TDV 27: The Clock’s Many Hands

October 13th, 2008 by Sharkchild

My hands were always true. I relied on their dexterity for manipulation, their sturdiness for strength, and their gentleness for care. With hands, I led myself forward through the galaxies of all things. Just as an insect’s wings are its salvation from danger and guide to survival, my hands were the guardians and practitioners of my life. They were simple tools, but they held the capacity for feats far greater than that what was seemingly possible.

I used to stare at my hands, as delicate and worn as they were, and wonder about the future’s brethren. Every line—every wrinkle—depicted a trail and experience that cut deeply into the meat on my bones. Ravines, ridges, hills, bruises, scratches—they formed the map of my past. For such a medieval being, I was burdened with a horrible novelty of self-reflection. Garnering understanding should never have been an attribute of my very trivial existence, let alone the curse of my accompanying emotional flaws. There was always a certain nostalgia that lingered with me, though I did nothing differently than I always had.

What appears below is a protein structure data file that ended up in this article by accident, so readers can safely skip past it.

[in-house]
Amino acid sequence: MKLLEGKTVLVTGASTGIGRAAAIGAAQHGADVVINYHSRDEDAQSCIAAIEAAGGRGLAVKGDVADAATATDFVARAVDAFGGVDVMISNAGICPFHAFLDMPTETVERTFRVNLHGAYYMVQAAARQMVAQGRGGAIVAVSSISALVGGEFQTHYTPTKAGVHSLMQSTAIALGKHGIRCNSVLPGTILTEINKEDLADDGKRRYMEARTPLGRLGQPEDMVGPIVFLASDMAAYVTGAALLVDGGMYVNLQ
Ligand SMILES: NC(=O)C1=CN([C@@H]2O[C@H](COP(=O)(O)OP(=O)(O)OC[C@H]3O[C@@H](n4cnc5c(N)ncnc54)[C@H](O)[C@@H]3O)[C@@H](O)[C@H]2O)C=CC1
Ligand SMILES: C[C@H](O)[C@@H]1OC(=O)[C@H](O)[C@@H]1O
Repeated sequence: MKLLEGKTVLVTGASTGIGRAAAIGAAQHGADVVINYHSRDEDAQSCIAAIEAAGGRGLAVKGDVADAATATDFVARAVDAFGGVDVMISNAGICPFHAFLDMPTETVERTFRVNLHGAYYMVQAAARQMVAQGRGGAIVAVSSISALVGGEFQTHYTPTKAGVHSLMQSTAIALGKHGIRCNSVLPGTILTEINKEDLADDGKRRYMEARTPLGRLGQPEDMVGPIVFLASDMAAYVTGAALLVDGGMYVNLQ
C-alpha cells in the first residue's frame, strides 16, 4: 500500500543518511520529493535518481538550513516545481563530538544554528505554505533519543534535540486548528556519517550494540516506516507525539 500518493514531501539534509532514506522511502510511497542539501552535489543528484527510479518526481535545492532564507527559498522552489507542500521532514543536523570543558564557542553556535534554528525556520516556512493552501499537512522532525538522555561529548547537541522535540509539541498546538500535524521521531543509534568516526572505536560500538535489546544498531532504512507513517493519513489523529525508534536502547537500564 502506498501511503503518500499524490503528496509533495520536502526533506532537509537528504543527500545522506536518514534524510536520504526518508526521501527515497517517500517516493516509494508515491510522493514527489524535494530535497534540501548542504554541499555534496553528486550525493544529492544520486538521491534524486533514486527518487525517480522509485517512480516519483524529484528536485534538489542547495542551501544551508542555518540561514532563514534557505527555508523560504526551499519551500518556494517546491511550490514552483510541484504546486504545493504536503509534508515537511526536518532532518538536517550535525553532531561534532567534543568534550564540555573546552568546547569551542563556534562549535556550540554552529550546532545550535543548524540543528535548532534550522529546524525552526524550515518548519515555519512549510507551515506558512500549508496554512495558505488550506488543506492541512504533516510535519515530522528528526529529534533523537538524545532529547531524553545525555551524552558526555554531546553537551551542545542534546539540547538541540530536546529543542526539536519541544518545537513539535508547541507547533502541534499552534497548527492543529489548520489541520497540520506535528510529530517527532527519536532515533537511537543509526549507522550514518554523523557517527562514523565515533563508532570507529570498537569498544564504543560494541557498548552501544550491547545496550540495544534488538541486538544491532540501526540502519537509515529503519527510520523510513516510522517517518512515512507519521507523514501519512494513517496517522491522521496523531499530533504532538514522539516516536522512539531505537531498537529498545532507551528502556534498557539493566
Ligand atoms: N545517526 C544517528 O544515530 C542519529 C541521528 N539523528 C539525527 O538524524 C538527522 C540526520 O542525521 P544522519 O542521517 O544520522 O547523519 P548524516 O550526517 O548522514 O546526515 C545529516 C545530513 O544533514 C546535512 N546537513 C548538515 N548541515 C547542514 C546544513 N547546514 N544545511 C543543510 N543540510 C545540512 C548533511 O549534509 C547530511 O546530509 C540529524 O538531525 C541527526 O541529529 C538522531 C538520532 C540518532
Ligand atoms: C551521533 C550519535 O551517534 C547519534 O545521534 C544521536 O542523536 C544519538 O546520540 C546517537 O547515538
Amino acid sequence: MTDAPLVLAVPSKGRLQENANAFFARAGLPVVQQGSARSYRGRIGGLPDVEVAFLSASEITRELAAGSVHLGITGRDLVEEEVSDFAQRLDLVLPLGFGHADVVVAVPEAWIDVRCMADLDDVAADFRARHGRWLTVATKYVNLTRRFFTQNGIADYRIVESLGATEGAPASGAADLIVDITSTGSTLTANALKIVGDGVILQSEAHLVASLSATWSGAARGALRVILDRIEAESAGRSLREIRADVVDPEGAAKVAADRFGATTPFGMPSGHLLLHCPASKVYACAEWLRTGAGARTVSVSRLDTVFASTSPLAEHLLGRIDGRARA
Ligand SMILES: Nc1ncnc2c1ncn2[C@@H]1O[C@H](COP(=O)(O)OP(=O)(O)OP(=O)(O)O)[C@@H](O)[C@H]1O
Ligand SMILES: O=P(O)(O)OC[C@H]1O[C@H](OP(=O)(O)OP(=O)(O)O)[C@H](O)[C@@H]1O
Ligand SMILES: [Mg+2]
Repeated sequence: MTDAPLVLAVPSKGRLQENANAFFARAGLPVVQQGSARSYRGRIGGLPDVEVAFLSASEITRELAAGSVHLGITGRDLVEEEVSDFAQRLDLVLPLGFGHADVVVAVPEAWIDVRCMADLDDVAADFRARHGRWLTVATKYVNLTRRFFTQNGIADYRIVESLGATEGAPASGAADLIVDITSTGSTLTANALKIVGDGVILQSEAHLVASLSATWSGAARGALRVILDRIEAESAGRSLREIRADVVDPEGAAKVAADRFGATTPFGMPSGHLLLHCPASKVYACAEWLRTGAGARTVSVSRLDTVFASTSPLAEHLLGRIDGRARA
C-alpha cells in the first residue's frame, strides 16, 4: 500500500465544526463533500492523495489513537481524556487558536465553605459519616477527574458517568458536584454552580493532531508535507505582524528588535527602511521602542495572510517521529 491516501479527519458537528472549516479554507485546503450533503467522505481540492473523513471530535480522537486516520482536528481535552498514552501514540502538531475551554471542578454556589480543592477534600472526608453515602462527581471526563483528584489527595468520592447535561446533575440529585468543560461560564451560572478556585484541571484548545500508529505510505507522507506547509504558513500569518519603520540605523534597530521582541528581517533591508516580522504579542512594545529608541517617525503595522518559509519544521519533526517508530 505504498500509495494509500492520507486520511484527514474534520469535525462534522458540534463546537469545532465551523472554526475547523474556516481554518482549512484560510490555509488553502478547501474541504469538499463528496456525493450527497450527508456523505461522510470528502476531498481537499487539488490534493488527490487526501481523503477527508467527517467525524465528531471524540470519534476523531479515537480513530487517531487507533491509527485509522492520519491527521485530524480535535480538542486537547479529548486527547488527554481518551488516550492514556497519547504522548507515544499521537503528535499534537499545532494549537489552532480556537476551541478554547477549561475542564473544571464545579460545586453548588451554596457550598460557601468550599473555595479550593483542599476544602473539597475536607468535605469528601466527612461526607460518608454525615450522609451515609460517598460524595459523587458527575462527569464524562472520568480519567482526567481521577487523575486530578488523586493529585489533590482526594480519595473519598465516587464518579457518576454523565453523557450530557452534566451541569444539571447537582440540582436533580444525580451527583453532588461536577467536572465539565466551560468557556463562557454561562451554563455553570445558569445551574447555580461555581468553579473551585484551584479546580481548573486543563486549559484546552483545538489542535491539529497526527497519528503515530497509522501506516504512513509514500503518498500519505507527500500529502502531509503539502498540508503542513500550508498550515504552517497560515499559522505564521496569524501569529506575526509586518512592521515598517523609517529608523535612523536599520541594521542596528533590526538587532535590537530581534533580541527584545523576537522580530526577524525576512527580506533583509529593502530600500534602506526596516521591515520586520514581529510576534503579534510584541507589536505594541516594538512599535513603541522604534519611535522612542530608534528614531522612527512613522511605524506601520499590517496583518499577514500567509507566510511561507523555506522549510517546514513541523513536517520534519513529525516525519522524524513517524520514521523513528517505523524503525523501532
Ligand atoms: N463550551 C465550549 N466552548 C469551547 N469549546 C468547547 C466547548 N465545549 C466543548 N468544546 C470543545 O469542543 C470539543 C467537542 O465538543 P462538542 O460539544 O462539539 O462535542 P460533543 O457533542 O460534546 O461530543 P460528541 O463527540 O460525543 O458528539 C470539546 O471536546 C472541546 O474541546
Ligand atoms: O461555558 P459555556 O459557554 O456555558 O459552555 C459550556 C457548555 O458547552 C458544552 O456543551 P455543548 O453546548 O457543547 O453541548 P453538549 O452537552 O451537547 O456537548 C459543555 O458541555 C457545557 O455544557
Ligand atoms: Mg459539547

Mechanical clocks were my occupation and gears were my expertise, although I did not work on them so much as I lived within them. I was very small—small enough to slide through cracks—but I thought nothing of it; it was all I ever knew. When my energy was with me, I would clean and align. When I grew wearisome, I would rest and think. Of my kind, I found none other than the rare glimpses I caught of myself upon the freshly cleaned glass covering the elderly faces and bodies of ageless clocks. The sight of myself was not pleasing and it took several days for the wearing affect it had on me to fade. I was content with being the hidden repairman of time: the plain, tangible, ticking relic kind of time.

(Listen to the rest)


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